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Country Snapshot: Climate Overview

Germany has a short Baltic Sea coastline, but the majority of the country lies within the temperate zone of Western Europe. The climate is variable with frequent changes of weather on a daily basis and with the same seasons often producing different weather from year to year. This is a consequence of the country being influenced periodically by either cold continental air masses from the east or the warming effects of the North Atlantic Drift ocean current. Four traditional seasons are recognized.


At the start of spring (March to May) inland ground frosts and snow can still be encountered, but the season is characterized by rapidly warming conditions. The season is noted in the mountainous south of the country for its föhn wind, which is a warm valley wind that begins the winter thaw process.

Summer (June to August) tends to be cool, although temperatures can occasionally exceed 30°C (86°F) in the warmest month of July. Humid westerly winds predominate this season and it generally has the wettest months of the year.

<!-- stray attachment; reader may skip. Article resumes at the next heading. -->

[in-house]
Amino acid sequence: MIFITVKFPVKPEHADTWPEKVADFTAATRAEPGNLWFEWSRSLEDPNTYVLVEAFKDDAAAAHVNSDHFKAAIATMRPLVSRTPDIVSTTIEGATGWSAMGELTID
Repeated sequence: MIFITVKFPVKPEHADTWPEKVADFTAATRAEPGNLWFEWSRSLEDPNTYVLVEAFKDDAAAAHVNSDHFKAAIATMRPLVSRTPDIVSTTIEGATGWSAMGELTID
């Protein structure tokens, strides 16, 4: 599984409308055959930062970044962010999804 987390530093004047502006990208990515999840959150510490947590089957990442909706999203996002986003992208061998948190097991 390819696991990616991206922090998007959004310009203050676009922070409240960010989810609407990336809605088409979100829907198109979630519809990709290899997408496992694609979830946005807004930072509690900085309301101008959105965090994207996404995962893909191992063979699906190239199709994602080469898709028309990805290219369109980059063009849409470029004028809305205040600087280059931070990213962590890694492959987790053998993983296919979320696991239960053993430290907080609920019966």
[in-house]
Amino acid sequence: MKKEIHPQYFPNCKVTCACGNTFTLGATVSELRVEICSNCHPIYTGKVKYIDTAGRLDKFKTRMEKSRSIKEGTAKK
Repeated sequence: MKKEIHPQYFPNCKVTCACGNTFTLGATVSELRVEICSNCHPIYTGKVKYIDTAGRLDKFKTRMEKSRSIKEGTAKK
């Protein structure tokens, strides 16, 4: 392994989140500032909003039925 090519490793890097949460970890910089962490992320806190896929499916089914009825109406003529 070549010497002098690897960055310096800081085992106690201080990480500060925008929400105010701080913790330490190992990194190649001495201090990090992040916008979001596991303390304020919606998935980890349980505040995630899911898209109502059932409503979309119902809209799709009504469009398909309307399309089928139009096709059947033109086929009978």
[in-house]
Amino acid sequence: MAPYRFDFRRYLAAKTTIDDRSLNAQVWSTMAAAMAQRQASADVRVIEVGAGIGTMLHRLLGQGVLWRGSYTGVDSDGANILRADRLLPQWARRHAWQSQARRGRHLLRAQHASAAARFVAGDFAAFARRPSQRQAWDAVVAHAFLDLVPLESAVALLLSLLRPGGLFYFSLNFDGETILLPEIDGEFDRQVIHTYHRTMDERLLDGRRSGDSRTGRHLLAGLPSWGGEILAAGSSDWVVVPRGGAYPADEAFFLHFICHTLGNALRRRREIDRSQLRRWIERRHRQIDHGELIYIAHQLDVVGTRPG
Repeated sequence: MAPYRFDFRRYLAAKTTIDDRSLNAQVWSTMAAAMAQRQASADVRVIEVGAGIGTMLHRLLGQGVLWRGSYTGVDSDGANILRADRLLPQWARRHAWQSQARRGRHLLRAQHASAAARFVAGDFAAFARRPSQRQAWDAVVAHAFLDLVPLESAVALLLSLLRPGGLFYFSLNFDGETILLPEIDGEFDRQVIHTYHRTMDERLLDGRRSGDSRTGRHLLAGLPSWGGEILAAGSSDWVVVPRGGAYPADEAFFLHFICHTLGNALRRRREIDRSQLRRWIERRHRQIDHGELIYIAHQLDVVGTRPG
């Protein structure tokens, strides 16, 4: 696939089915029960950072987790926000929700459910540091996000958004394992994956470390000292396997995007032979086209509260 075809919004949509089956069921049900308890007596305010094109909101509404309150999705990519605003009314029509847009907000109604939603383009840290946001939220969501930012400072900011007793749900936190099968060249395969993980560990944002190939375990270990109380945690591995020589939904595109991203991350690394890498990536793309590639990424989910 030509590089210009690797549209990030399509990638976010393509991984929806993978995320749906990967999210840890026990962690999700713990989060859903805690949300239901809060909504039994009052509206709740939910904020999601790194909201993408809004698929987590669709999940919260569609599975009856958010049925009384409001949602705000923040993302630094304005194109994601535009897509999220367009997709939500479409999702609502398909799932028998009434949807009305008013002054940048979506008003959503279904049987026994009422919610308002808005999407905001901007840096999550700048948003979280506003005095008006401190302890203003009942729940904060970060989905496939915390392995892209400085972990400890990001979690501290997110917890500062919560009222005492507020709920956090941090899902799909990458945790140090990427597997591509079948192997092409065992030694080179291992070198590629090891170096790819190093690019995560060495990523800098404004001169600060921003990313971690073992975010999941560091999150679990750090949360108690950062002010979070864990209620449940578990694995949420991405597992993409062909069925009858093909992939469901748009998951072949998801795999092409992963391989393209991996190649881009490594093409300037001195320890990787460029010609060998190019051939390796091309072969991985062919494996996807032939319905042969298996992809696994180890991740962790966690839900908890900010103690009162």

Autumn (September to November) experiences strong Atlantic low-pressure systems that can bring gale force winds and heavy rain, especially in the northwestern region.

Winter (December to February) in Germany is generally mild, but can sometimes be harsh with heavy snowfall and temperatures far below 0°C (32°F) in the southern mountainous regions. January is the coldest month with average temperatures of 2°C (35°F) in the north and about −2°C (28°F) in the south.

Regional Variations

The country can be divided into a series of distinct regions that experience different climatic conditions.

The east of the country has a continental influence on its climate. There is less rainfall and both summers and winters can record extreme temperatures.

Northern and coastal regions of the country are most prone to Atlantic storms and weather can change quickly. Generally winters are mild due to the proximity of the relatively warm sea water. Much of the north of the country is an open, low-lying plain, allowing cold air masses from the east to move rapidly across the land, and occasionally freezing rivers and canals.

The southwest region of the country is the warmest region and during summer may experience several days of continuous temperatures above 30°C (86°F). The climate is sufficiently warm to allow the cultivation of tobacco and vineyards.

The southern alpine and central German uplands have a mountain climate that becomes more severe as the land rises farther south. In the Bavarian Alps, with peaks rising to over 2,500 meters (8,200 feet), temperatures are below freezing with snow cover for several months in winter and spring.